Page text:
Australian Model Railway Magazine

Australian Model Railway Magazine June 2014

The Australian Model Railway Magazine covers the modelling of Australian railways in all scales and gauges. The magazine regularly features contributors layouts and modelling projects, covering everything from completely scratchbuilt models, through modifying ready-to-run commercial products and kit bashing to 'hints and tips', as well as product reviews and the latest news from the manufacturers.

Southern Cross Model Railway Association
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6 Issues

in this issue

3 min.
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Public Image The modern railway scene is continually changing, with privatisation of the rail freight industry producing a colourful and interesting scene on today’s railways. While the changes on the prototype scene can’t be missed, subtle changes are also taking place in the model railway scene as well. Today’s model railways are more than ‘Big Boys’ Toys’, with ever increasing demands for greater detail and prototypical accuracy being heard by the manufacturers. Model trains manufactured today in China have accuracy and detail that was once unheard of in the model world. Then there is the digital revolution that adds on-board sound and multiple control ability that was not possible only a few decades ago. Even the former Marketing Manager of Hornby, Simon Kohler, has stated that digital smell is now a possibility!…

2 min.
belltrees depot

Belltrees locomotive depot is the focus of David Allen’s HO scale layout. It started as a diorama designed to display his growing collection of Indian red diesels. The diorama later grew into a layout around the walls of a small bedroom, with nearby goods yard and industrial area. The depot is set in a fictitious NSW location and recreates the late 1970s/early 1980s period. David has kitbashed a number of the buildings, as well as adding scratchbuilt and purchased details, to represent a typical NSW depot of the period. The main diesel shed is a modified Pola kit, the chargeman’s office is a modified Structorama 40' large shed kit, the red roofed shed is a modified LJ card kit, as is the steam locomotive shed, which has been clad in scale aluminium…

28 min.

Scenery The banks forming the cutting sides either side of the line were cut from hard foam sheets sold in the UK as loft insulation. Paper templates were produced and the basic shapes were cut to match using a normal hand saw. Once the fit had been checked, the blocks were profiled to match photographs of the location that I had either taken myself, acquired from my local contact or found on the internet. Once the shape had been formed, kitchen foil was used to protect the baseboards, track and back-scenes before the blocks were fixed down using screws from underneath the baseboards. The blocks were then covered with a hard shell plaster bandage pushed into place with a 50mm paint brush wetted with a slurry made of dilute PVA glue,…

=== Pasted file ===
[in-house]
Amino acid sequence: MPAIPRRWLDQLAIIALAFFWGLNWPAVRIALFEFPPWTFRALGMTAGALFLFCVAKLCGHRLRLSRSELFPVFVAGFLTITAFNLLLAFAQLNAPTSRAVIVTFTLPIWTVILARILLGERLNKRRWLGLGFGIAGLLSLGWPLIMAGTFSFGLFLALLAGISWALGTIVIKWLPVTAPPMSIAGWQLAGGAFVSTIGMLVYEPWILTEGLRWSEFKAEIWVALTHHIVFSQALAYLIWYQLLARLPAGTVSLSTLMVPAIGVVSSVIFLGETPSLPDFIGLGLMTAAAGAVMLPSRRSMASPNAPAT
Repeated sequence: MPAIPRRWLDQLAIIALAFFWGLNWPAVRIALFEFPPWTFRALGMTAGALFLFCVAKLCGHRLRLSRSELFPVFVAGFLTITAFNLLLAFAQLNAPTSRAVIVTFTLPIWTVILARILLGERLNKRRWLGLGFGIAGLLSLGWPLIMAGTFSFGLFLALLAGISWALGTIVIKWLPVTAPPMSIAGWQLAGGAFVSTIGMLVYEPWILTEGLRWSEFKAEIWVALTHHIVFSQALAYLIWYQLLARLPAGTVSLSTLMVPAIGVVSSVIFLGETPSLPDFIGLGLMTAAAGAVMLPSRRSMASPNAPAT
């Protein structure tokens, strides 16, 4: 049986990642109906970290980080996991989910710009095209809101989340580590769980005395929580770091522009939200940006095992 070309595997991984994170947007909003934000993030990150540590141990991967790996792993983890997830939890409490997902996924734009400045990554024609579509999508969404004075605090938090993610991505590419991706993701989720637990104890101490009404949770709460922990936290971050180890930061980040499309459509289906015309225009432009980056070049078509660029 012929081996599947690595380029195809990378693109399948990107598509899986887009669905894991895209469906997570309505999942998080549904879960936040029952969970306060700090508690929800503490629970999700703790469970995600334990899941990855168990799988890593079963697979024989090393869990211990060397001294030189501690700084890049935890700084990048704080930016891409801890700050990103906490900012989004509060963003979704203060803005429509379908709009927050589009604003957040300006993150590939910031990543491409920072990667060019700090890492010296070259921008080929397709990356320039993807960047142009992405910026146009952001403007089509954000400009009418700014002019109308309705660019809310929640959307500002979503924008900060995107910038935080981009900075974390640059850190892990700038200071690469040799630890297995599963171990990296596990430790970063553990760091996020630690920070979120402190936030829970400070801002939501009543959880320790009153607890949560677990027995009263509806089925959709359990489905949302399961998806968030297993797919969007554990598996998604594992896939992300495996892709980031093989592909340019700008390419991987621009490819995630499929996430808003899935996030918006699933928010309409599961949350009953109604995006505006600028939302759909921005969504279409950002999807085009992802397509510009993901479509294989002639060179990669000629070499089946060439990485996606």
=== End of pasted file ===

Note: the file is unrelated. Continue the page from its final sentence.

1 min.
beyond the fence clunes (victoria)

The images for this instalment of Beyond the Fence come from Peter Twiddy. He had said to me that he had photographed a building I might be interested in and this is it. He tells, “The building was a dairy factory in the Victorian country town of Clunes, though probably not used as such at the time I took the photos. I am not sure if it still stands. The photos date from around 1998.” On the face of it, a nice neat brick building, not too large, ideal for a model. Fancy brickwork on the front section, with plainer brick walls for the front of the ‘real’ building. A feature worth reproducing is that the front section of the roof appears to have been relatively recently replaced and is in…

12 min.
why not model gum trees!

Trees and foliage on our landscapes give a layout life. They transform a scene from track and buildings sitting on a baseboard to a living imitation of everyday scenes. But how many of us actually model trees, in the same way as we model rollingstock, locomotives and railway structures? I have looked at many Australian prototype layouts over the years and the number which have trees which actually look like our ubiquitous gum tree are very rare. Why is it so hard to model a real tree? Let’s look at the prototype and see. The photos show typical full grown gum trees. I will look at trees typical of southern Australia. There are other varieties which, while still eucalypts, are distinctly different in shape, such as the tall Western Australian karri or…

5 min.
ia to km1

Building the Model Following the SEM instructions, assemble the underframe/floor, side sills, wheels and the air reservoir. Drill the 2mm holes for the coupling self-tapping screw. The ends of the KM wagon are wider than the injection moulded SEM floor, as it was designed to have the supplied kit sides added to achieve the correct external width. To widen the floor, fix in place along each side a strip of 0.010" styrene, (scale) 6" wide, to match the floor thickness of the kit. Clean up with a file so the added side sections blend in with the wagon’s floor. From 0.020" styrene sheet make the two new rectangular ends and fit into position. The base of the end, when fixed, is in line with the lower web of the side sills and at…